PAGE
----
A young Haitian girl opens the door to unconditional love for an American couple.
When Albom (The Next Person You Meet in Heaven, 2018, etc.) became director of the Have Faith Haiti Orphanage in Port-au-Prince, he knew the children would make an impact on his life, but one toddler in particular, Chika, stole his heart. She was born just three days before the earthquake that destroyed Haiti in 2010. “It was tragedy on an island where tragedy is no stranger,” writes the author. When Chika arrived at the orphanage, she was only 3, but she quickly became a leader among the children. When she was diagnosed with an aggressive brain tumor, a condition the neurologist in Haiti said could not be treated there, Albom and his wife brought Chika into their Michigan home and sought out the best treatment they could find. When those treatments failed, they traveled for two years to other countries for experimental procedures, anything that would prolong Chika’s life. In addition to his own viewpoint, the author narrates the story by imagining what Chika was thinking and feeling. As Albom makes clear from the start, Chika did not survive her condition (she died in 2017 at age 7); his writing about this journey is unadorned, heartwarming, and rarely maudlin. He shares his joy at becoming a father to this vivacious child, his fears as he reintroduced Chika to her biological father, and the pain and sorrow he felt when she died. He marvels at the relationship Chika had with his wife and shares his amazement that Chika so readily connected with other adults. The takeaway from this simple, moving memoir is that love has no boundaries and should not be hindered by ethnicity, religion, education, or money.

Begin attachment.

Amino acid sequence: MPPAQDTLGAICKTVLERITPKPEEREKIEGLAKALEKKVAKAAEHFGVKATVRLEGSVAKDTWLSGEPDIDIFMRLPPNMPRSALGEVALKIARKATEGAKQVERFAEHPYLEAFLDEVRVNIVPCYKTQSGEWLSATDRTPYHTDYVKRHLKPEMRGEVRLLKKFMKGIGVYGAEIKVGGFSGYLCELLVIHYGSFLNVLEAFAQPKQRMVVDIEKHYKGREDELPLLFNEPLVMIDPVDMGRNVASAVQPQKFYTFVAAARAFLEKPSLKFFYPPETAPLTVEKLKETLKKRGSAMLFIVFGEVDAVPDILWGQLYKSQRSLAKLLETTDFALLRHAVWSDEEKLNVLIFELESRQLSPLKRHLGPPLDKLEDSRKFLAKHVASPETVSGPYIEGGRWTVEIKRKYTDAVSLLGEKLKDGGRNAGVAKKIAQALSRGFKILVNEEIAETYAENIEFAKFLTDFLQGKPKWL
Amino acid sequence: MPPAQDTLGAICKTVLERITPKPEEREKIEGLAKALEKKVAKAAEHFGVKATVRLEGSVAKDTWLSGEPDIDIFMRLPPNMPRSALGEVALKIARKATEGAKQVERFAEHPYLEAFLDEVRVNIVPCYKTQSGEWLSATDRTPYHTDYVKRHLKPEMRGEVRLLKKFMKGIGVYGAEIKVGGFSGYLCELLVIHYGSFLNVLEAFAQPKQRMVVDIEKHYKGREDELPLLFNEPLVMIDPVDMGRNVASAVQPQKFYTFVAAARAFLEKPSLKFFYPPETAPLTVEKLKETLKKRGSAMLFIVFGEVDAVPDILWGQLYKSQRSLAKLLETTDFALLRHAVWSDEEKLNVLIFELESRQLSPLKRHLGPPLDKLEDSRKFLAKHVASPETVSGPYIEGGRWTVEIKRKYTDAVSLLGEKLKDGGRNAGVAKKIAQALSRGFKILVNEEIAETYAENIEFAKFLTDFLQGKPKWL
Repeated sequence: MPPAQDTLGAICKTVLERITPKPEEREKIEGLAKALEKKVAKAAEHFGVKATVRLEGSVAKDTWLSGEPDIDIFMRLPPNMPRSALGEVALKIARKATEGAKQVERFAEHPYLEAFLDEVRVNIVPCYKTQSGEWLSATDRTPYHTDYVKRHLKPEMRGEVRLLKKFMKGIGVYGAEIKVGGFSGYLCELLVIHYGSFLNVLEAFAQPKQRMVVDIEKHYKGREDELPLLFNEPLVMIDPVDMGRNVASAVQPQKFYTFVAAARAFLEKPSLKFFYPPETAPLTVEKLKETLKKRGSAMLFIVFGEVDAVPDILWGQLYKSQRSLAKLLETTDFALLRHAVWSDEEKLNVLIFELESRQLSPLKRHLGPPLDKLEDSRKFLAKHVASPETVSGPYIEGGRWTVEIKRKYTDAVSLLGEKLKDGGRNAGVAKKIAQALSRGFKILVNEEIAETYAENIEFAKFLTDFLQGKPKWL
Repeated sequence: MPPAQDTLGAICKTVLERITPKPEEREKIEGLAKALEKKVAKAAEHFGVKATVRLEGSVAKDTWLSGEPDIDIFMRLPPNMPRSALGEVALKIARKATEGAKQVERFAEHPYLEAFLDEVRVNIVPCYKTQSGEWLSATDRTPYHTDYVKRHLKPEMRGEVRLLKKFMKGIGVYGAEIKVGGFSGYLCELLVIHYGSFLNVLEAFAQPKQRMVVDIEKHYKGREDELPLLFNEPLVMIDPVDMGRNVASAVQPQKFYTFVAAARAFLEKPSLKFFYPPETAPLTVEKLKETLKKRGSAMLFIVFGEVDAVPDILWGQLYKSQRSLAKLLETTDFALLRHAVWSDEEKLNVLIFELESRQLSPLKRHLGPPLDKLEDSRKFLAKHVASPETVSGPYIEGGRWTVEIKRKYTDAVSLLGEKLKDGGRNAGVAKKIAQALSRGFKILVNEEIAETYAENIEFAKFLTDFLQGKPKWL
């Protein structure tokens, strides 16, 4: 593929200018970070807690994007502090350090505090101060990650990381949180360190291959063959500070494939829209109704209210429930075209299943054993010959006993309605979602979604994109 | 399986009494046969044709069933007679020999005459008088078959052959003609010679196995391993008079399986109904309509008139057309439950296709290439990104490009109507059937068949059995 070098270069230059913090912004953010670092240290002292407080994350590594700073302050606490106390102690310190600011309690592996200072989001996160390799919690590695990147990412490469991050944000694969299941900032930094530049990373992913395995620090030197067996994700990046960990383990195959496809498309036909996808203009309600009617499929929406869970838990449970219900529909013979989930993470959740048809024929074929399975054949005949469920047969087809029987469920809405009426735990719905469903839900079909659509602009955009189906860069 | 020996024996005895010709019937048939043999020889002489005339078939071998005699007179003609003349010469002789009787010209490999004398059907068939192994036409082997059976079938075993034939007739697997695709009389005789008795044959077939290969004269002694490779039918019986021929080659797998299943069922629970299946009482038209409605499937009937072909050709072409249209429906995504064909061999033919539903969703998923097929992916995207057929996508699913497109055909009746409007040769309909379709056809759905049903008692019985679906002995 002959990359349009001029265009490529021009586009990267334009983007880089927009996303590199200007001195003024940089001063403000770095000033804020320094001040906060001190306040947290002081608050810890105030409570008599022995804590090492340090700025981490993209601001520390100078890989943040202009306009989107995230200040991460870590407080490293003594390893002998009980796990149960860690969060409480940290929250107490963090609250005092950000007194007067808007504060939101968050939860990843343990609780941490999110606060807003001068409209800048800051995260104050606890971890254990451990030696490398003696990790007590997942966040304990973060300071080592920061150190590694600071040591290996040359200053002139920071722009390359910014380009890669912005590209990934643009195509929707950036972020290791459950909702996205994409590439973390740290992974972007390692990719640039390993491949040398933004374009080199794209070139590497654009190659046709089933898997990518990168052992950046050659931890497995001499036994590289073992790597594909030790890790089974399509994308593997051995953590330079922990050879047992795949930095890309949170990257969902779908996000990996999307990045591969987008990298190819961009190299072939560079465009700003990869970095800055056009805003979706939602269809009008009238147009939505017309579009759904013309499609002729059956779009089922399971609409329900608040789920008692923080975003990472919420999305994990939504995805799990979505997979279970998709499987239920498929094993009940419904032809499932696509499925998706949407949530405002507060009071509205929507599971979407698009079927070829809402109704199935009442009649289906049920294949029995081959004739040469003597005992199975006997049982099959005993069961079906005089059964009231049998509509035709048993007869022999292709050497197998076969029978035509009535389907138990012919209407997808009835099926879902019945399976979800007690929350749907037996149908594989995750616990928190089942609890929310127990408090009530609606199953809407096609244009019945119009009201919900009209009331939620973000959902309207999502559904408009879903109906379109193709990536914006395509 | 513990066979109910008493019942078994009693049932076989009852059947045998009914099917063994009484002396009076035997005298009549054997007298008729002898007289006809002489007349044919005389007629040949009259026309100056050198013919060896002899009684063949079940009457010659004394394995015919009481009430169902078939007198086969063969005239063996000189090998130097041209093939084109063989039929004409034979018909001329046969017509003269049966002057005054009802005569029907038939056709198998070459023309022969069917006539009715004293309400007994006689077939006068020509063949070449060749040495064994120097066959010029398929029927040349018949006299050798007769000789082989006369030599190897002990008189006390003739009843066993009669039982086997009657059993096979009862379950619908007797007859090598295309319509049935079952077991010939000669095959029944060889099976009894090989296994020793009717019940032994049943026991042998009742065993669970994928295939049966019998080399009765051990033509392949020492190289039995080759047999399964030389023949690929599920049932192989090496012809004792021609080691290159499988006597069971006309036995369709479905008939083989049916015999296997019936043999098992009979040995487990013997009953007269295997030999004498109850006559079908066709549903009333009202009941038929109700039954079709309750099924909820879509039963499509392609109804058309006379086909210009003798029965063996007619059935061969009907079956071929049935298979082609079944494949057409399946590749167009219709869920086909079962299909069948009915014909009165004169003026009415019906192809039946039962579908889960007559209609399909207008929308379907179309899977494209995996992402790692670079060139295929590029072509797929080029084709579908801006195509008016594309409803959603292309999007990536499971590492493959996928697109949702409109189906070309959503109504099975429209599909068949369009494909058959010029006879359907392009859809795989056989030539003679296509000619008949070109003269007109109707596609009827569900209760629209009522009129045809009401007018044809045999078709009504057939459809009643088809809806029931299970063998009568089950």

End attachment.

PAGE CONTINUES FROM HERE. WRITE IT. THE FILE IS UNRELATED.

A highly expressive, tender story about how “families are like pieces of art, they can be made from many materials.”